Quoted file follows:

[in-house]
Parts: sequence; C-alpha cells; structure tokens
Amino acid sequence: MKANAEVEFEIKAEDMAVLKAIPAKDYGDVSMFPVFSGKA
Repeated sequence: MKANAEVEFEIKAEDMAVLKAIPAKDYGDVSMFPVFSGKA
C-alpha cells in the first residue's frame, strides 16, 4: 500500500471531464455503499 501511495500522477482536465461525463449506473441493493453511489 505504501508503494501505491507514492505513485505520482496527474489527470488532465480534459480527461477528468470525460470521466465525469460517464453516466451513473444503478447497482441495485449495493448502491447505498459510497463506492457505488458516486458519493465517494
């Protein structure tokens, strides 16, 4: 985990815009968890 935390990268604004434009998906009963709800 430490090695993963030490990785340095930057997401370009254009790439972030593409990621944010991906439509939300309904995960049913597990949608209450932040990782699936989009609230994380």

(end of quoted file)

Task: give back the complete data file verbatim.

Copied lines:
[in-house]
Parts: sequence; C-alpha cells; structure tokens
Amino acid sequence: MKANAEVEFEIKAEDMAVLKAIPAKDYGDVSMFPVFSGKA
Repeated sequence: MKANAEVEFEIKAEDMAVLKAIPAKDYGDVSMFPVFSGKA
C-alpha cells in the first residue's frame, strides 16, 4: 500500500471531464455503499 501511495500522477482536465461525463449506473441493493453511489 505504501508503494501505491507514492505513485505520482496527474489527470488532465480534459480527461477528468470525460470521466465525469460517464453516466451513473444503478447497482441495485449495493448502491447505498459510497463506492457505488458516486458519493465517494
């Protein structure tokens, strides 16, 4: 985990815009968890 935390990268604004434009998906009963709800 430490090695993963030490990785340095930057997401370009254009790439972030593409990621944010991906439509939300309904995960049913597990949608209450932040990782699936989009609230994380």